#> Bacteria_strain Antibiotic_resis
#> 1 Strain 1 TRUE
#> 2 Strain 2 FALSE
#> 3 Strain 3 TRUE
#> 4 Strain 4 FALSE
#> 5 Strain 5 FALSE
#> 6 Strain 6 TRUE
Great, now we merge our two data frames and see if there’s a relationship.
growth_and_antibiotics <
merge_dfs(ex_dat_mrg_sum, antibiotic_dat)
#> Joining with `by = join_by(Bacteria_strain)`
head(growth_and_antibiotics)
#> # A tibble: 6 × 5
#> # Groups: Well, Bacteria_strain [6]
#> Well Bacteria_strain Phage auc Antibiotic_resis
#> <chr> <chr> <chr> <dbl> <lgl>
#> 1 A1 Strain 1 No Phage 57291. TRUE
#> 2 A2 Strain 2 No Phage 69361. FALSE
#> 3 A3 Strain 3 No Phage 54460. TRUE
#> 4 A4 Strain 4 No Phage 72280. FALSE
#> 5 A5 Strain 5 No Phage 73112. FALSE
#> 6 A6 Strain 6 No Phage 45970. TRUE
ggplot(data = growth_and_antibiotics,
aes(x = Antibiotic_resis, y = auc)) +
geom_point()
There is! We can see that the antibiotic resistant strains
(TRUE
) have a smaller areaunderthecurve than the
antibiotic sensitive strains (FALSE
) (although, to be fair,
I did simulate the data so we’d get that result).
Other growth curve analysis packages
A number of other software tools besides gcplyr
facilitate analysis of growth curves data or data wrangling of plate
reader data. Here I’ll provide some brief notes on how gcplyr compares
to these other tools, for a more detailed comparison please see: Blazanin, M. “gcplyr:
an R package for microbial growth curve data analysis.” BMC
Bioinformatics 25, 232 (2024).
https://doi.org/10.1186/s12859024058173
There are, broadly speaking, two ways to analyze growth curves data:
 directly quantify attributes of the growth dynamics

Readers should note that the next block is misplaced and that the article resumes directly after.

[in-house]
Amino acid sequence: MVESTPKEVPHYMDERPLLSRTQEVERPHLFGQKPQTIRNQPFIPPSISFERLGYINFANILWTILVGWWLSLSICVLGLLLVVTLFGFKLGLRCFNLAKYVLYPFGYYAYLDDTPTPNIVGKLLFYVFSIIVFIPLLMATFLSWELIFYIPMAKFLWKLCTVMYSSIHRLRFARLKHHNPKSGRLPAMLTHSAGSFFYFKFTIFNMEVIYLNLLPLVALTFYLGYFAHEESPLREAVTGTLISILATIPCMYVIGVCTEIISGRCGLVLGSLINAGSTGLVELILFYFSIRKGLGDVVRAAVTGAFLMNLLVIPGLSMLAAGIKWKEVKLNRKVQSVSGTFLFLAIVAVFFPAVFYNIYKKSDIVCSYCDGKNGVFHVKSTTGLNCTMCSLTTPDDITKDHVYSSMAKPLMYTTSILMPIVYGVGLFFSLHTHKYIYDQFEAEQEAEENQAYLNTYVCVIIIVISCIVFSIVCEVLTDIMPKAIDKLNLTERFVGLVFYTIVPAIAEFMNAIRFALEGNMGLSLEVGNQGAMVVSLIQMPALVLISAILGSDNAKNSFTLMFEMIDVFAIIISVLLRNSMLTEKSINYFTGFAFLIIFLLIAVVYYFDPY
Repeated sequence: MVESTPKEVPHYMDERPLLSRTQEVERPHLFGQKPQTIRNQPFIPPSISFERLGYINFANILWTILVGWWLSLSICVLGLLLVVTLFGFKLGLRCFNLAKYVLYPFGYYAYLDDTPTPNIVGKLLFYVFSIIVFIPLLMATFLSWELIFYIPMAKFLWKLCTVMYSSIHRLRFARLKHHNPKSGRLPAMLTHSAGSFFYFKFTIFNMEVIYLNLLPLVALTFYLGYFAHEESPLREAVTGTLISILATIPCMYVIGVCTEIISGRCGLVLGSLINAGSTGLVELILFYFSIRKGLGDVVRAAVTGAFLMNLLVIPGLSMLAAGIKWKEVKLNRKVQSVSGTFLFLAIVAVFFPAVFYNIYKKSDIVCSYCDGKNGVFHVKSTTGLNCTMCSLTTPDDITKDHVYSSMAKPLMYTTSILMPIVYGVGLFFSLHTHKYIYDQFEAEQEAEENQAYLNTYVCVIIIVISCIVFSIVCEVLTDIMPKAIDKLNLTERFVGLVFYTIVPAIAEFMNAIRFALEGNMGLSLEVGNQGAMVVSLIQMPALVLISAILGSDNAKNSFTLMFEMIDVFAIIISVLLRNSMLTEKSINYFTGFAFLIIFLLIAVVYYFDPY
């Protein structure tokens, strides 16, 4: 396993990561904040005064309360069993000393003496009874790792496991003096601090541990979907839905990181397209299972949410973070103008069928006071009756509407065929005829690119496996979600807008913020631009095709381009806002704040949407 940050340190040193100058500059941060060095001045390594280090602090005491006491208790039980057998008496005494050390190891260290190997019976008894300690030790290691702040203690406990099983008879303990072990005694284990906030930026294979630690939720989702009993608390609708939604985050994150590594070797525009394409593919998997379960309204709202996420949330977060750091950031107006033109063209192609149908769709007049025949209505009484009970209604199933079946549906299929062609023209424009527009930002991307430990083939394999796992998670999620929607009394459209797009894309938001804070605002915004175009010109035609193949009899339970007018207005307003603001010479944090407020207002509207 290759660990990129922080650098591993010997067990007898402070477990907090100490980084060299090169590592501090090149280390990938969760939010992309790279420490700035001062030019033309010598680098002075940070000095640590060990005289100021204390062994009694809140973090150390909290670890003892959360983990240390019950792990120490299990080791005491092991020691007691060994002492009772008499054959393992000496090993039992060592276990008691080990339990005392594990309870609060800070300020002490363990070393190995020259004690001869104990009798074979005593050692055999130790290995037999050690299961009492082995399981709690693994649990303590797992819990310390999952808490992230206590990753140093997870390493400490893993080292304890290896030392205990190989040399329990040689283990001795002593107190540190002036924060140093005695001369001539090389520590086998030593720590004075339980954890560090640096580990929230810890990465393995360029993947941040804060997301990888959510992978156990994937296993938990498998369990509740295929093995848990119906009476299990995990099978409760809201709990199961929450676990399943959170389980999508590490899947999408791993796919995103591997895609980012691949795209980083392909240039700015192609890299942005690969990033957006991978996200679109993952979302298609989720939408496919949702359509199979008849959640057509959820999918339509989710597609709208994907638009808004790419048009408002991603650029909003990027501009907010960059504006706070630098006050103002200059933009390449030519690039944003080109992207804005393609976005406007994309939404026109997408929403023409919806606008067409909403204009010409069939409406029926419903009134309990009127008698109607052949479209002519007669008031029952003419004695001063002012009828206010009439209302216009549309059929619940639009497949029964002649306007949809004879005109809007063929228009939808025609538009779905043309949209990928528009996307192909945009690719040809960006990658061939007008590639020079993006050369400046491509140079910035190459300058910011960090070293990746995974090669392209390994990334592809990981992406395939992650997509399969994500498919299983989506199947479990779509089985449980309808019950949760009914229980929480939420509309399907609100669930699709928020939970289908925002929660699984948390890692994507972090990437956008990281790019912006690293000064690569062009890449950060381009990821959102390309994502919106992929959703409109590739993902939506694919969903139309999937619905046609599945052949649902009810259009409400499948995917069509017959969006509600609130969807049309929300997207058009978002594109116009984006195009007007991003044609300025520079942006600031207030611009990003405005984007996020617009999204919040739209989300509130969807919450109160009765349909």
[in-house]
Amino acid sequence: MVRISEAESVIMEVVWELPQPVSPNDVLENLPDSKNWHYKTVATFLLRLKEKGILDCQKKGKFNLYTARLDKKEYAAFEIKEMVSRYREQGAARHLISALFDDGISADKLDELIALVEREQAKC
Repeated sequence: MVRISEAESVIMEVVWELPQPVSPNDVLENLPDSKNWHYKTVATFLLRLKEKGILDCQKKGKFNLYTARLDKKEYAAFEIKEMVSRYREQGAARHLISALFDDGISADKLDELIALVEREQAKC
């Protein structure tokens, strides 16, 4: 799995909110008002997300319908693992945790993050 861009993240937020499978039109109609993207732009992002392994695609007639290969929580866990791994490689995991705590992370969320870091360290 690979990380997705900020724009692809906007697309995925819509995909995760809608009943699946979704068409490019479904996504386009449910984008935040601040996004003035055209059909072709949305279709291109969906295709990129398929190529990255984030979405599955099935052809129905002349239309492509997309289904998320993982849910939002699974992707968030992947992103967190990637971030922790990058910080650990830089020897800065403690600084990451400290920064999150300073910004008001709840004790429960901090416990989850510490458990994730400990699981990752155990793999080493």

fit the growth dynamics with a mathematical model, then extract parameters from the fitted model
While gcplyr
and some other R
packages
focus on the first analysis approach (direct quantification of growth
curves dynamics), many other R
packages focus on fitting
growth dynamics with a mathematical model.
Generally, fitting growth dynamics with a model has greater power to accurately quantify the underlying traits. However, it also takes much more effort to be rigorous when fitting data with a model. You have to carefully choose a model whose assumptions your data meet. You also have to evaluate the fits to ensure that the optimization algorithms arrived on reasonable solutions.
Here are some other software tools for growth curve data analysis,
for you to explore. I’ve italicized several tools which might
be particularly compatible with gcplyr
because they can
import the tidyshaped data that gcplyr
generates.
growthcurver
growthrates
biogrowth
opm
QurvE
AUDIT
bletl
AMiGA
fitderiv
phenom
BGREAT
PMAnalyzer
GrowthRates
GCAT
PRECOG
IPMP 2013
GATHODE
Microrisk Lab
CarboLogR
YODA
BGFit
Additionally, some software doesn’t analyze growth curve data, but does contain useful functionality for platereader data wrangling:
plater
Parsley
What’s next?
You’ve finished all of the core documentation. Congratulations!
gcplyr
is a powerful framework to build additional analyses
on, since the data is nicely organized. Feel free to reach out to me
with any questions, comments, or concerns you might have. I’d love to
continue making gcplyr
as useful for others in the
scientific community as it has been for me. You can reach me at
mikeblazanin [at] gmail [dot] com.
If you’d like to read about how to work with multiple plates of data
at once, check out our final vignette:
vignette("gc09_multiple_plates")
 Introduction:
vignette("gc01_gcplyr")
 Importing and reshaping data:
vignette("gc02_import_reshape")
 Incorporating experimental designs:
vignette("gc03_incorporate_designs")
 Preprocessing and plotting your data:
vignette("gc04_preprocess_plot")
 Processing your data:
vignette("gc05_process")
 Analyzing your data:
vignette("gc06_analyze")
 Dealing with noise:
vignette("gc07_noise")
 Best practices and other tips:
vignette("gc08_conclusion")
 Working with multiple plates:
vignette("gc09_multiple_plates")
 Using make_design to generate experimental designs:
vignette("gc10_using_make_design")